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Where rain, snow or severe storms could disrupt Thanksgiving travel

Where rain, snow or severe storms could disrupt Thanksgiving travel

It’s that time of year when airports and highways are packed with people as throngs of travelers make their annual pilgrimage in search of turkey and stuffing. A pre-Thanksgiving storm can make travel difficult for many, as some regions see severe thunderstorms, gusty winds, heavy rain and even snow at some high elevations.

A storm system developing over the central United States on Monday morning will send a “wave of severe weather across the eastern two-thirds of the country over the next several days,” Weather Prediction Center meteorologists said. .

Whether it’s wintry precipitation or just wet weather, the storm system could impact travel during one of the busiest days of the year, when millions of people take to the skies to break bread with family and friends.

The Transportation Security Administration expects about 30 million passengers to fly between this Friday and the Tuesday after Thanksgiving, an increase of 11.5 percent from last year. In the New York area alone, which could be in the path of the storm, the four major airports were expecting 3.1 million passengers through Monday of next week.

About 49.1 million people are projected to drive to their Thanksgiving destinations, which would be a 1.7 percent increase from 2022, according to AAA. The busiest highway traffic days were expected to be the Wednesday and Sunday after Thanksgiving.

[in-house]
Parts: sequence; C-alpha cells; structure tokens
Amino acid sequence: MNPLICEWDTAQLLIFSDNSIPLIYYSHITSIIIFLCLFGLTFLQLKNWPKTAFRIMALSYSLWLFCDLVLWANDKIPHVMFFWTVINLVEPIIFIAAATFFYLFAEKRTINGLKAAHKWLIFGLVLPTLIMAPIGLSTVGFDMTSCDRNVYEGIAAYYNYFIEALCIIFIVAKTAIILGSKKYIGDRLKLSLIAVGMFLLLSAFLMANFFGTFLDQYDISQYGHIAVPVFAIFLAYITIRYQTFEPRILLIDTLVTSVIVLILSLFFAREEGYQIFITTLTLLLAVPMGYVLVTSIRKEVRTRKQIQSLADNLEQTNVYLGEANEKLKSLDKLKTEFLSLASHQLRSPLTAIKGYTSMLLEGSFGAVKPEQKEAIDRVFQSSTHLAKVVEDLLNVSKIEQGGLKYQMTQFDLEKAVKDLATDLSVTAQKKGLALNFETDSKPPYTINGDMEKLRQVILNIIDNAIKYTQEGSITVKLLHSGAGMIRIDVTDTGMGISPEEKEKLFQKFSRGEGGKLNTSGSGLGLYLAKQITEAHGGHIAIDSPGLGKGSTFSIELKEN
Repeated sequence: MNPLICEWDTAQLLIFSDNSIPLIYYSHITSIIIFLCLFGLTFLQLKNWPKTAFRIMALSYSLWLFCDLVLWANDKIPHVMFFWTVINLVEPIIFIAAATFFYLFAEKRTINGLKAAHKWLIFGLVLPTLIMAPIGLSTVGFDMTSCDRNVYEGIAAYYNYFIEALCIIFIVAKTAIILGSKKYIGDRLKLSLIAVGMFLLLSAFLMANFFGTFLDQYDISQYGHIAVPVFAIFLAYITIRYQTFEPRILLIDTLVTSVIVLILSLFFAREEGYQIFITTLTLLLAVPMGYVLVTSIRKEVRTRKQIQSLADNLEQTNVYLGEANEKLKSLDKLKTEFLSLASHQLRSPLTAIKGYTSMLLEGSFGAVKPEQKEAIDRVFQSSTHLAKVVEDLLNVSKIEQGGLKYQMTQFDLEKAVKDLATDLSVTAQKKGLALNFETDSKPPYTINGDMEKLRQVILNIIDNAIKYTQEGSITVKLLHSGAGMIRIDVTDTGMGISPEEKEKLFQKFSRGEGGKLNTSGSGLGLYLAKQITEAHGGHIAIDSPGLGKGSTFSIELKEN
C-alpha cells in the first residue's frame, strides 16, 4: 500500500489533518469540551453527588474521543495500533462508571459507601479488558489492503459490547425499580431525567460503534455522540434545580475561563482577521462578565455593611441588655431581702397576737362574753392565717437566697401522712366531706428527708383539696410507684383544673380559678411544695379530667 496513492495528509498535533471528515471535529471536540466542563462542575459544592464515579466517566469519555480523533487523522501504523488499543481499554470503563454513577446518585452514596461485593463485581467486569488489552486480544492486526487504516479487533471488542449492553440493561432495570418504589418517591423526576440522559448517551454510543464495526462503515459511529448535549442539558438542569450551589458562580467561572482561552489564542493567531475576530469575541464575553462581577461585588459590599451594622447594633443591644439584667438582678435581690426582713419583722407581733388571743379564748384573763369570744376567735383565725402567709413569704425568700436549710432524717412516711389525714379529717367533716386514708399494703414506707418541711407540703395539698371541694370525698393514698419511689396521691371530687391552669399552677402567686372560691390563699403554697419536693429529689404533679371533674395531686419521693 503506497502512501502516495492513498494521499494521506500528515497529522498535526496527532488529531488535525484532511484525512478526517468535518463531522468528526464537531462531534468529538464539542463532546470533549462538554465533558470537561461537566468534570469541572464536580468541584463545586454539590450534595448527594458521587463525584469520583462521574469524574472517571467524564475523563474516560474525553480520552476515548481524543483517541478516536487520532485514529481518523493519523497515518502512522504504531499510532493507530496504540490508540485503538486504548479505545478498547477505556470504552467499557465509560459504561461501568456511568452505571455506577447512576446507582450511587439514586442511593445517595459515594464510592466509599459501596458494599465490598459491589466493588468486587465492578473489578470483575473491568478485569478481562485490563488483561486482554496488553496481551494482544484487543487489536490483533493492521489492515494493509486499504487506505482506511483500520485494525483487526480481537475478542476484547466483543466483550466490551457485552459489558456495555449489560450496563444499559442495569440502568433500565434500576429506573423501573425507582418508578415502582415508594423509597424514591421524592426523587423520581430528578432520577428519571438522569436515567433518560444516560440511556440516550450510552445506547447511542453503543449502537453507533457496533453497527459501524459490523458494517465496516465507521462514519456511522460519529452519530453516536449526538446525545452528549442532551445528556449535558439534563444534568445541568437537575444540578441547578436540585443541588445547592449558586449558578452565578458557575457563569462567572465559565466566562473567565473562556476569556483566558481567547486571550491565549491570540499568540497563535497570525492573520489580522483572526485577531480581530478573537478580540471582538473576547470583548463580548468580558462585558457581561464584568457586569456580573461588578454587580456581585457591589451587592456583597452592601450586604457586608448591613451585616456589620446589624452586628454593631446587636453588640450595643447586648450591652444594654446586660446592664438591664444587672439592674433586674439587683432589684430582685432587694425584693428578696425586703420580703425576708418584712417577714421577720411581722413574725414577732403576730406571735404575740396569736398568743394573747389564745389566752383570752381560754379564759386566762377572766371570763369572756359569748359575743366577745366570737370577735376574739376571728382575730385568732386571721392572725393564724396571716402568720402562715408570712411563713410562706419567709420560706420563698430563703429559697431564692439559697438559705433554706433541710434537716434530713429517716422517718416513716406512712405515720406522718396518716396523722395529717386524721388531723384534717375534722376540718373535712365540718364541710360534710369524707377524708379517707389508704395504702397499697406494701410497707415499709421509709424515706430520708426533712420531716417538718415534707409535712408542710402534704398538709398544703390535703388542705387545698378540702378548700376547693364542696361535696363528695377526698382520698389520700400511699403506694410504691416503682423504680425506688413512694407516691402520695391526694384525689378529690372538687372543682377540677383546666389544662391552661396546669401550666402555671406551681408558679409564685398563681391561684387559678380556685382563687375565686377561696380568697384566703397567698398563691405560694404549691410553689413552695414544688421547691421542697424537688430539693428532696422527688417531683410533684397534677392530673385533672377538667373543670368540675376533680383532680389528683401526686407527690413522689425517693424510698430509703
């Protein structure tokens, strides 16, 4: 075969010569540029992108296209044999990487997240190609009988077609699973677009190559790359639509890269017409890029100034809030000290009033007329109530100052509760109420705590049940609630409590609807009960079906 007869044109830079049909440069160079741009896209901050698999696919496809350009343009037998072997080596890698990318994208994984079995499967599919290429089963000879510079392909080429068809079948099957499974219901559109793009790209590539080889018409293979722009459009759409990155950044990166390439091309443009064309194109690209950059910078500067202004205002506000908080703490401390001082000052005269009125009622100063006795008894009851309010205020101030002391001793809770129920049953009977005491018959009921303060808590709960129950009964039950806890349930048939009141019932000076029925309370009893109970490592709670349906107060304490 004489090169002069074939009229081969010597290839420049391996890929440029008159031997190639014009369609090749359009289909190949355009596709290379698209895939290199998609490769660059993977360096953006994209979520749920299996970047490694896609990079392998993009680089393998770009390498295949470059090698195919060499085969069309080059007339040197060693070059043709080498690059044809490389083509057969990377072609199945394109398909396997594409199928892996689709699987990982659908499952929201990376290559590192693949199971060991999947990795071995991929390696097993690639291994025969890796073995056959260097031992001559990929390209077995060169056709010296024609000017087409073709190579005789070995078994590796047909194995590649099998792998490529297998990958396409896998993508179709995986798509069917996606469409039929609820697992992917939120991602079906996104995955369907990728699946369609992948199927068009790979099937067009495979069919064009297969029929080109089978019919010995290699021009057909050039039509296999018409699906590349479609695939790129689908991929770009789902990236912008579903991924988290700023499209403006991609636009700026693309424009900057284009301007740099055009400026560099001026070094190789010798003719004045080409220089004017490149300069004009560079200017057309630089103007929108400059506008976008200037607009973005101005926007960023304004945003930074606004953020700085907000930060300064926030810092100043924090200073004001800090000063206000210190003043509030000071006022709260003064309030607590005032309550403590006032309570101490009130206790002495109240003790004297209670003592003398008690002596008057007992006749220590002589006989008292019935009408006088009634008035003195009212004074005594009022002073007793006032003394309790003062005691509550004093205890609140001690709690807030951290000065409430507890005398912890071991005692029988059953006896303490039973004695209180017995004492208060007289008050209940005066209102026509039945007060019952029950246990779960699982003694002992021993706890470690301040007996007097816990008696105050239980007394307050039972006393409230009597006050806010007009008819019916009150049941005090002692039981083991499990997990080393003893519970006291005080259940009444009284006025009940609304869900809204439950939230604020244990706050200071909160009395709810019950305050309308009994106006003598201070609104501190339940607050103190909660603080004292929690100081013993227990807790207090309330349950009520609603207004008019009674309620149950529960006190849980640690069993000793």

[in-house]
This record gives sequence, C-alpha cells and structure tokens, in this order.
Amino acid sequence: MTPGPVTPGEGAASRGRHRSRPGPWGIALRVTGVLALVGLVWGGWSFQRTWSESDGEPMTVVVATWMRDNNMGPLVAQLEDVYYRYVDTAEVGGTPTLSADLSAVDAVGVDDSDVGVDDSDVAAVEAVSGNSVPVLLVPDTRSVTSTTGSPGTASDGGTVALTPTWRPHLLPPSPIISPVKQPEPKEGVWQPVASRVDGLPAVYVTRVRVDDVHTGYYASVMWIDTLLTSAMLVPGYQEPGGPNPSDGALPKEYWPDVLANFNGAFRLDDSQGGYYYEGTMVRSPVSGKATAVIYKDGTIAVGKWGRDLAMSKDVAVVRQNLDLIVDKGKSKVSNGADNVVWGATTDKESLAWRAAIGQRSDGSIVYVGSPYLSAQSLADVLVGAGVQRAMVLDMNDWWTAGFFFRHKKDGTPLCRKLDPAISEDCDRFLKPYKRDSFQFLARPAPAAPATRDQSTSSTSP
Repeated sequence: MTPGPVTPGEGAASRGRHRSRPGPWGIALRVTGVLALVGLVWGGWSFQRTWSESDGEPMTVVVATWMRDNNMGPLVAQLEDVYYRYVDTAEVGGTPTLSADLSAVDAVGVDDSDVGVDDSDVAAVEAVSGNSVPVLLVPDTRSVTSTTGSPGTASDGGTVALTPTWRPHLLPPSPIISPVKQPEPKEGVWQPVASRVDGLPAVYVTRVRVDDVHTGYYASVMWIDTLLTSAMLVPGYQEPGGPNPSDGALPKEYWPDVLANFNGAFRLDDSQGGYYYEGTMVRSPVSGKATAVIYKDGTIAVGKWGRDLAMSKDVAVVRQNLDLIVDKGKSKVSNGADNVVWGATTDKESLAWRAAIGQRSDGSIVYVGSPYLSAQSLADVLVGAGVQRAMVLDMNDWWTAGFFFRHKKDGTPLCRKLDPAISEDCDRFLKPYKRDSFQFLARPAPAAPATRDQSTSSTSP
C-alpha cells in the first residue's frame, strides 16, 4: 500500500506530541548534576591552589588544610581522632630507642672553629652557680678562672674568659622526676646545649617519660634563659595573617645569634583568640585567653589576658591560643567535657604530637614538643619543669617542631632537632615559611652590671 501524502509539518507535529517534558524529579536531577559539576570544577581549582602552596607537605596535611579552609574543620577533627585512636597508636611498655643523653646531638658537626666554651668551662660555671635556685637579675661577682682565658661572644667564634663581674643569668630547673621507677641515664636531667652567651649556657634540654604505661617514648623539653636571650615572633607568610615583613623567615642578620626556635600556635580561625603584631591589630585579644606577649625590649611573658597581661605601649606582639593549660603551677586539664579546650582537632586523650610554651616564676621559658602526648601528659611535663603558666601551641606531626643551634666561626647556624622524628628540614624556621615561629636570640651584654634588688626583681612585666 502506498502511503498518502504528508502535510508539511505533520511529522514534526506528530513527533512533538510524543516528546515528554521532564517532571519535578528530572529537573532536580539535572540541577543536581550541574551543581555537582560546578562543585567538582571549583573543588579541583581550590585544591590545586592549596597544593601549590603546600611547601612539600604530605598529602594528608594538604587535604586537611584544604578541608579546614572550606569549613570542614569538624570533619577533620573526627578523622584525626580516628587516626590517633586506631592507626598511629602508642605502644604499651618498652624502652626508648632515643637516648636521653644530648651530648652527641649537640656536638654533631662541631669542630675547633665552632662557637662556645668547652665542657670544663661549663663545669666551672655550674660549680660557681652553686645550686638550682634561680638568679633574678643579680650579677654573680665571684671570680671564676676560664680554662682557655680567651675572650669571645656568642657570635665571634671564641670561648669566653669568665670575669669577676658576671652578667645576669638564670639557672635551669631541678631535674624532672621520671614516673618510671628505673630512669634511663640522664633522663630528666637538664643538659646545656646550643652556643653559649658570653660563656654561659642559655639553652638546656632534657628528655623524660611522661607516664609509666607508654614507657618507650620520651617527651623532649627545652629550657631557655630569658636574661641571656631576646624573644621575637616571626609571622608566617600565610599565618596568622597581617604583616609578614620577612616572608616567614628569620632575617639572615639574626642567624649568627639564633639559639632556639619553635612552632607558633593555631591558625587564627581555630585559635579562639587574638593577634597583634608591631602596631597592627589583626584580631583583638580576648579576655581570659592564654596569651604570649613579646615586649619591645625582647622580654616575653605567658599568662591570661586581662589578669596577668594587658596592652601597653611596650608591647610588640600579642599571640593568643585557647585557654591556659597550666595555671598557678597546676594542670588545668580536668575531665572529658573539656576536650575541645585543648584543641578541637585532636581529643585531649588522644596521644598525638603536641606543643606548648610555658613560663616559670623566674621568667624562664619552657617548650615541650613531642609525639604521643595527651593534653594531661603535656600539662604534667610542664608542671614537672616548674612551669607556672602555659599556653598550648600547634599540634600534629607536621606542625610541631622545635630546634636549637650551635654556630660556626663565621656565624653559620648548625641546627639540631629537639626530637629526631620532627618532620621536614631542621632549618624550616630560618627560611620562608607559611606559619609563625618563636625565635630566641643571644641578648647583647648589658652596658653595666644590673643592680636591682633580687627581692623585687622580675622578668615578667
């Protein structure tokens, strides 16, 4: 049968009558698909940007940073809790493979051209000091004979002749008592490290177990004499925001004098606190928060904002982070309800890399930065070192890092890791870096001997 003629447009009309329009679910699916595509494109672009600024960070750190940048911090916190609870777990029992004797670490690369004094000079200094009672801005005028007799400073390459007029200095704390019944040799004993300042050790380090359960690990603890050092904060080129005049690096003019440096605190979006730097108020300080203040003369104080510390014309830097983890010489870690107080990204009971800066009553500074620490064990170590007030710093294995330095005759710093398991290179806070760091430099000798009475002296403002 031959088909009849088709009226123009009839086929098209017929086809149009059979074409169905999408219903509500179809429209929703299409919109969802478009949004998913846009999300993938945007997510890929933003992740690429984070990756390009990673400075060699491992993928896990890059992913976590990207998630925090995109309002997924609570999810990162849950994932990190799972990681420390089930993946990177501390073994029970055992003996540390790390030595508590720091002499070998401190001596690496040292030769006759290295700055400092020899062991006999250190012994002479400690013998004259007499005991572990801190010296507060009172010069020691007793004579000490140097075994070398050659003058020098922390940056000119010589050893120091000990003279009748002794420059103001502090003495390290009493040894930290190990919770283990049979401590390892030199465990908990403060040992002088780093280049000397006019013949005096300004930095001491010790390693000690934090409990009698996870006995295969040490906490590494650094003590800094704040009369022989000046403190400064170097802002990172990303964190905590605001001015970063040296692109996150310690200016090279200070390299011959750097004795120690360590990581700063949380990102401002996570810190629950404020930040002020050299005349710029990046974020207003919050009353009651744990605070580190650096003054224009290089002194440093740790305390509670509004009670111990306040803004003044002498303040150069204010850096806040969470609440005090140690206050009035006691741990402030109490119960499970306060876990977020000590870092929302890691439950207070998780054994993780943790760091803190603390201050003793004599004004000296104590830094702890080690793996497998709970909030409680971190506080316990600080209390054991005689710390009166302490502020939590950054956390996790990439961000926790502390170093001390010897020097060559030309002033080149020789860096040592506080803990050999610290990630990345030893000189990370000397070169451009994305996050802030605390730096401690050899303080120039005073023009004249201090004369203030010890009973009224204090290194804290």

And another 750,000 more were scheduled to travel by train in the seven-day period that began Sunday, Amtrak said.

Here’s when to expect the weather and where it could affect those travel plans.

As the system evolves and moves into the Lower Mississippi Valley, there is a risk of severe storms moving into eastern Texas and parts of Louisiana this afternoon and moving into parts of Mississippi and Alabama overnight Monday.

Tornadoes, some of which could be strong, strong winds and hail, are possible during this period as these storms develop over the region.

The threat of severe thunderstorms will decrease on Tuesday, but an isolated tornado could still occur from Georgia into the Carolinas.

Widespread showers and thunderstorms extending from the South into the Midwest may occur Tuesday as the storm system moves rapidly northeastward in the afternoon hours.

On Friday, Gov. Kathy Hochul of New York urged caution ahead of Thanksgiving as “extreme winter weather” was expected to impact holiday travel plans across Western New York and the North Country.

While those earlier forecasts might have hinted at some winter weather disruptions this week, it doesn’t look like the impact will be that extreme.

Some areas could be cold enough to support some wet snow over the upper Midwest early Tuesday, reaching eastward into interior parts of New England Tuesday night. Freezing rain could also occur, especially in higher elevations.

Major metropolitan areas along the East Coast will see mostly rain and wind Tuesday night into Wednesday morning. This weather would only cause minor disruption to air traffic on a normal day, but its combination with an increase in holiday travel volume means there is the potential for longer delays Tuesday night and Wednesday morning in the main airports in the northeast.

Most of the unsettled weather will have moved off the East Coast by Wednesday afternoon, leaving a quiet Thanksgiving for most of the United States and giving people something to be thankful for, even if it’s delayed. a bit.

Steven Moity contributed with reports.



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